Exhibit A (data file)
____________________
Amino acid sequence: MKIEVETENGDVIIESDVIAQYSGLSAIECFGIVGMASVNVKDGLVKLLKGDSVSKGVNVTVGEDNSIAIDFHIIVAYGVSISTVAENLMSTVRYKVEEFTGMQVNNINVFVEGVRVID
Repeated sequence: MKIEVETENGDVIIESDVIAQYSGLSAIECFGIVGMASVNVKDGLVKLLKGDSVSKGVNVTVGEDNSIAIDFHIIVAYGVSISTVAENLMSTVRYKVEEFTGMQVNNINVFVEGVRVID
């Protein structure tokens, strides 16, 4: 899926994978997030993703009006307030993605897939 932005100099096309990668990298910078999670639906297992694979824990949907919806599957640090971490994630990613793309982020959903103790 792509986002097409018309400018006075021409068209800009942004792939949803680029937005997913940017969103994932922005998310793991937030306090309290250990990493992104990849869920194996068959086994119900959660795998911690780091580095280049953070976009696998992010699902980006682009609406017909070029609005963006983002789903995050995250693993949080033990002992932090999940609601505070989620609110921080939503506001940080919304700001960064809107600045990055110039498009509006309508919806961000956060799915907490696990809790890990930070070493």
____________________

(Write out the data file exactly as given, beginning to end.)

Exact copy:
Amino acid sequence: MKIEVETENGDVIIESDVIAQYSGLSAIECFGIVGMASVNVKDGLVKLLKGDSVSKGVNVTVGEDNSIAIDFHIIVAYGVSISTVAENLMSTVRYKVEEFTGMQVNNINVFVEGVRVID
Repeated sequence: MKIEVETENGDVIIESDVIAQYSGLSAIECFGIVGMASVNVKDGLVKLLKGDSVSKGVNVTVGEDNSIAIDFHIIVAYGVSISTVAENLMSTVRYKVEEFTGMQVNNINVFVEGVRVID
């Protein structure tokens, strides 16, 4: 899926994978997030993703009006307030993605897939 932005100099096309990668990298910078999670639906297992694979824990949907919806599957640090971490994630990613793309982020959903103790 792509986002097409018309400018006075021409068209800009942004792939949803680029937005997913940017969103994932922005998310793991937030306090309290250990990493992104990849869920194996068959086994119900959660795998911690780091580095280049953070976009696998992010699902980006682009609406017909070029609005963006983002789903995050995250693993949080033990002992932090999940609601505070989620609110921080939503506001940080919304700001960064809107600045990055110039498009509006309508919806961000956060799915907490696990809790890990930070070493």